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By Omoye Uzamere

Omoye UzamsSome months ago, I decided to go to the Mainland by public transportation. The reason? People watching.

So I got a bus to Lekki Phase 1. At Phase 1, after waiting for about 20 minutes for the bus to CMS to get full, I got off, along with other impatient commuters and caught another as it stopped briefly to drop off a couple of people and refill on the go. From CMS “on top bridge”, I waited for another bus going to Ikeja and got off somewhere on Ikorodu Road. I was worn out and tired from the “exercise”, so contemplated calling an Uber to take me the rest of the way, but I managed it by taking a bike to my destination.

I decided to take public transport because I had not done “people watching” in a long time and needed to step outside my circle. This was one of the quickest ways to observe people from different walks of life.

It was intense – productive time spent waiting for one bus, waiting for another bus to fill up and the many stops to drop off and pick up people at every bus stop. I wondered how I would get anything done if that was my daily routine. You can’t pull out your laptop on a Nigerian bus and start working or make phone calls on the go, that’s an invitation to treat!

It made me more sympathetic to the people who have to ride the bus on different routes every day. Here I was, catching feelings on their behalf, they are used to it… or maybe not.

There were all kinds of people on the bus; respectable people, properly dressed men and women, good looking fellows, educated folk, people who probably hadn’t had a bath for days, pick pockets, women on their way to the market with their wares, the whole works. For some, as for many, this was a temporary phase of life. They would eventually have enough money to fix their car or buy their own. For others, who knows?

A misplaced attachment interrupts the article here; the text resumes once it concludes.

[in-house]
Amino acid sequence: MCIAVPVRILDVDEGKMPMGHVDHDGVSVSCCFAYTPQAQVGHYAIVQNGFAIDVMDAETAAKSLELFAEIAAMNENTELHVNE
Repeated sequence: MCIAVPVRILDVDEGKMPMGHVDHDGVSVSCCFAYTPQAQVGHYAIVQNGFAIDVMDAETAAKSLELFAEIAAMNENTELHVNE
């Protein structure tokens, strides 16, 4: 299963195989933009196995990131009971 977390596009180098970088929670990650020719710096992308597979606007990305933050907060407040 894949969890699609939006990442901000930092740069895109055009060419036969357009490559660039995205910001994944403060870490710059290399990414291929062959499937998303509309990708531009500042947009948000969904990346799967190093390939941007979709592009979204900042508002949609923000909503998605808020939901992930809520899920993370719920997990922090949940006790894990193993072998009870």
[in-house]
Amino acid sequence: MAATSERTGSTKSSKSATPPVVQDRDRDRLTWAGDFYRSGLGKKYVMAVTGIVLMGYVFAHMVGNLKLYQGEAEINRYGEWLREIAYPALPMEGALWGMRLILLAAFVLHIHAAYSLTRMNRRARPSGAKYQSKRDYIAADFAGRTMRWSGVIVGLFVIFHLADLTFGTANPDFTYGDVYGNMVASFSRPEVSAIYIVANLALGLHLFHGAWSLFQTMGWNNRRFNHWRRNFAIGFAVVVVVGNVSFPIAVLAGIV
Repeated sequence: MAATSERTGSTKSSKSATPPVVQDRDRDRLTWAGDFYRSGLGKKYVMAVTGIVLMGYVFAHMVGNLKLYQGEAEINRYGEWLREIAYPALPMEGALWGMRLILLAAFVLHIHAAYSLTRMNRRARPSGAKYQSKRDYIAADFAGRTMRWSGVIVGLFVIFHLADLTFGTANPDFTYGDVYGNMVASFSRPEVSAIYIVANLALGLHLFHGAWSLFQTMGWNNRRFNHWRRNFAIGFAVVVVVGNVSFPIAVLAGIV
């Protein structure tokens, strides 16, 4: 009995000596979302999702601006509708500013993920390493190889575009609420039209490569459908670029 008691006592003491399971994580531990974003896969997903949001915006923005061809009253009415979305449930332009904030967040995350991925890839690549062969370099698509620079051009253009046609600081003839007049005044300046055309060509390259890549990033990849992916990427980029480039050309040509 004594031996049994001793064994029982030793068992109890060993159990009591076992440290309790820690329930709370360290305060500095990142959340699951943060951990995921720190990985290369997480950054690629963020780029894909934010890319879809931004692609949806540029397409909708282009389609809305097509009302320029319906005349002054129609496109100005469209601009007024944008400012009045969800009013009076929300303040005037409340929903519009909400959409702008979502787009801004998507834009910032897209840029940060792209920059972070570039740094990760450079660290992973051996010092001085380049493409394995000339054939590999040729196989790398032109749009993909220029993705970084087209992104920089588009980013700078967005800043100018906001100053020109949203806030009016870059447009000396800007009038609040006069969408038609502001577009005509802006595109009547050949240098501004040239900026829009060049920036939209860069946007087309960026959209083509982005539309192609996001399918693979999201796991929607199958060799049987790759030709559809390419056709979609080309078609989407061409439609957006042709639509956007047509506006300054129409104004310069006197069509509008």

It was interesting to watch the people and their interaction with one another, as well as observe public transport etiquette. For example, if you got to the back seat first, you weren’t required to move in when someone else came in, you simply squeezed yourself to the door of the bus and have him or her slide in to the end. This was your turf. Or in the front seat, you get a seat by the door and everyone else comes through you, to the middle seat between the driver and yourself – until someone ‘bigger’ than you came along and bullied you for your ‘spot’ – then you moved in to the middle.

People looked out for each other and mediated disputes between passengers or between bus conductor and passenger. Someone even saved me from getting cheated of N50 when the bus conductor wanted to charge extra for my fare, the same person who had told me what bus to get on at CMS.

All of this is important because as actors, we need to understand the realities of the people we portray. If we haven’t lived their life, we may not be able to project it with honesty.

All your life experiences add up to make you a more layered person and essentially, a more textured actor. The lesson therein is “USE IT”. Channel all those emotions into the character, rather than have the demons control you, you tell them when you need them to come alive. J

So, I’m learning to relish all my experiences, good and bad. I am going to use them. I will use them to achieve excellence until they become afraid of me.

Grief, Shame, Disappointment, Heartbreak, Pain, Being broke, Having more than enough, Jealousy, Temporary insanity, Illness, Surgery, Recovery, Agro, Anger… Y’all are my b*tches now!

Read also: Enough Is Enough

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